“Most treasures are found in hip deep waters,” said Carl Fismer (called “Fizz” by those who know him well) in his presentation to members and residents of the Isles of Capri at Capri Community’s last general meeting for the season, held on April 11.
What followed was truly a treasured memory for the approximately 60 attendees.
The audience appeared spell-bound as Fismer shared the fascinating stories of his life as a treasure hunter after retiring from an ordinary job he did not name. The samples of treasures and slides he presented reflected the millions of dollars he had uncovered in lost treasures in the sea.
Fismer, accompanied by his wife Roberta, who he calls “Scooter” travels the world looking for treasures and artifacts. Scooter doesn’t dive, but helps him with his collections and presentations.
“Heck no, I don’t dive -- I get seasick just riding on a boat,” Scooter said.
Fismer attributes everything he knows about treasure diving to his good friend and colleague Jack Haskins.
“I worked with him for 32 years, and he was the best treasure diver I have ever known,” Fismer said.
Haskins passed away five years ago, and having no living heirs, he left his entire treasure collection to Fismer and his wife.
Fismer wrote about the treasures as well as the adventures he had with Haskins and Bob Weller, another of his treasure diving friends in his book entitled “Unchartered Waters.”
Some of the stories shared with residents of Isles of Capri included the many loads of contraband and smuggled goods he discovered that were carried on ships.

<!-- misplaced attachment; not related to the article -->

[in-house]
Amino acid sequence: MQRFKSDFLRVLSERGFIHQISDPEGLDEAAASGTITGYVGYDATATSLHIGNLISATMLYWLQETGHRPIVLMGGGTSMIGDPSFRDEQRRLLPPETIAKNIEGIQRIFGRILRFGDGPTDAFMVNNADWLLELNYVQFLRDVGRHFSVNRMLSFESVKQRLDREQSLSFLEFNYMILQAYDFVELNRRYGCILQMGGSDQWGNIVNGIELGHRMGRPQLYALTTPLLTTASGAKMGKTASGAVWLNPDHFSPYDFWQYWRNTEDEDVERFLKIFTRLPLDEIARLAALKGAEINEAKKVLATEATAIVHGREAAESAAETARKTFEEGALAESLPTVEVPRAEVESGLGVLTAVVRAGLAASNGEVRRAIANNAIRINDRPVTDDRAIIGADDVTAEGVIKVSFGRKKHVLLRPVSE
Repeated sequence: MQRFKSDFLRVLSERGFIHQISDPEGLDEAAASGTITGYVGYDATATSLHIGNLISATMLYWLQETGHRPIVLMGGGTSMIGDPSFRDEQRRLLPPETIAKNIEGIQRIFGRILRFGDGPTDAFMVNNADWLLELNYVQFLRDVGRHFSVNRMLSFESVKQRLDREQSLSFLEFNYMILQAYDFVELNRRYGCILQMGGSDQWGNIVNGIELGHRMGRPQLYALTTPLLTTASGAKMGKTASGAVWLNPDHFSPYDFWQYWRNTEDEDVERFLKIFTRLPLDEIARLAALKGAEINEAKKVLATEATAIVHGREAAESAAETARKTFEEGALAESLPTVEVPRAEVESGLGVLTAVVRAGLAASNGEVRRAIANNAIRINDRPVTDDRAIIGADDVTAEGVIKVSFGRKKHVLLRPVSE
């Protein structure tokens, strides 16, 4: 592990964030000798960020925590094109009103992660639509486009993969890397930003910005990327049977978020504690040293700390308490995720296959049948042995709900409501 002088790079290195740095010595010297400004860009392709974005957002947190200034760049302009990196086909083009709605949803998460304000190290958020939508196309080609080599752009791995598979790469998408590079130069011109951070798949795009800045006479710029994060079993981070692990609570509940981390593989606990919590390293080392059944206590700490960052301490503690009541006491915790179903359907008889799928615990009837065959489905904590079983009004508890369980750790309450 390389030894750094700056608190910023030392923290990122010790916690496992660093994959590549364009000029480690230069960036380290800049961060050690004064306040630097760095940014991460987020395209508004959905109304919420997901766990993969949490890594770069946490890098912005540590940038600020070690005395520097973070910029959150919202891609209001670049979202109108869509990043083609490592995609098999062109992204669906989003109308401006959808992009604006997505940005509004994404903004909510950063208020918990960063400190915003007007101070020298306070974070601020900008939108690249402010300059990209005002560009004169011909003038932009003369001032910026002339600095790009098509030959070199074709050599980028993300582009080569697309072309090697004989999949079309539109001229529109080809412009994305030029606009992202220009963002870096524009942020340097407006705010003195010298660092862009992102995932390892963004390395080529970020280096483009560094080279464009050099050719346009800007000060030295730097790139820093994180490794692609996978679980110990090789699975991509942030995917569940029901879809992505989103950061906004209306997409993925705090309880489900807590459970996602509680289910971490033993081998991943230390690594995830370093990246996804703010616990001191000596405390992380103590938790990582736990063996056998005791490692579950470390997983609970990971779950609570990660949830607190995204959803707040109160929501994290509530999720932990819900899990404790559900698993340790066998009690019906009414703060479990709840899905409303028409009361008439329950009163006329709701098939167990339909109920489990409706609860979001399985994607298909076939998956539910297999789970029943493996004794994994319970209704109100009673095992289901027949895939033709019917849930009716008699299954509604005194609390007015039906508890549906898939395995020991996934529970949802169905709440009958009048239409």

“Sometimes there were more illegal goods than the original legal cargo,” Fismer said.
Fismer described what it was like to face rough seas, hurricanes, and “not so friendly” other folks in open waters.
Because of his expertise in diving shipwrecks and the Spanish Main, Fismer worked with Mel Fisher on the world famous treasure ship, the Atocha. Fismer was often described as a real life underwater Indiana Jones.
Fismer starred in his own television series, “Treasure Divers.” His actual treasures were featured in the programs. “This gave the productions a higher degree of realism,” Fismer said.
Among the thousands of treasures found include muskets, swords, anchors, Roman crosses, skulls and coins.
“In my opinion, old coins are the best things you can find,” Fismer said. “They are small, tourists like them, museums like them, and some can be worth thousands of dollars.”
Among the coins Fismer has in his collection are King Charles II coins.
“Florida has the biggest coast line and lots of lost treasures right off your coast,” Fismer said.
“Most treasures can be found by just wading in hip deep water with a metal detector,” said Fismer, as if he were tempting the audience to rush out and try it. “All you need is a metal detector. That is the most basic tool, and yes, I do sell metal detectors,” said Fismer, letting out a laugh.
“If you are a novice, don’t dive or search of for treasure in Sabastian Inlet,” warned Fismer. “That is the worst inlet in the United States with its rough waves,” Fismer said.
At the conclusion of his nearly 90-minute presentation, many rushed up to purchase one of his books or to ask him more questions about his life under the sea. Jerry Nelson, resident stood beside Fismer to have his photo taken with the winning raffle ticket. The ticket earned him a gift certificate to Capri’s popular Pelican Bend restaurant compliments of the Coopers (owners).
Contact Ann Hall at firstname.lastname@example.org.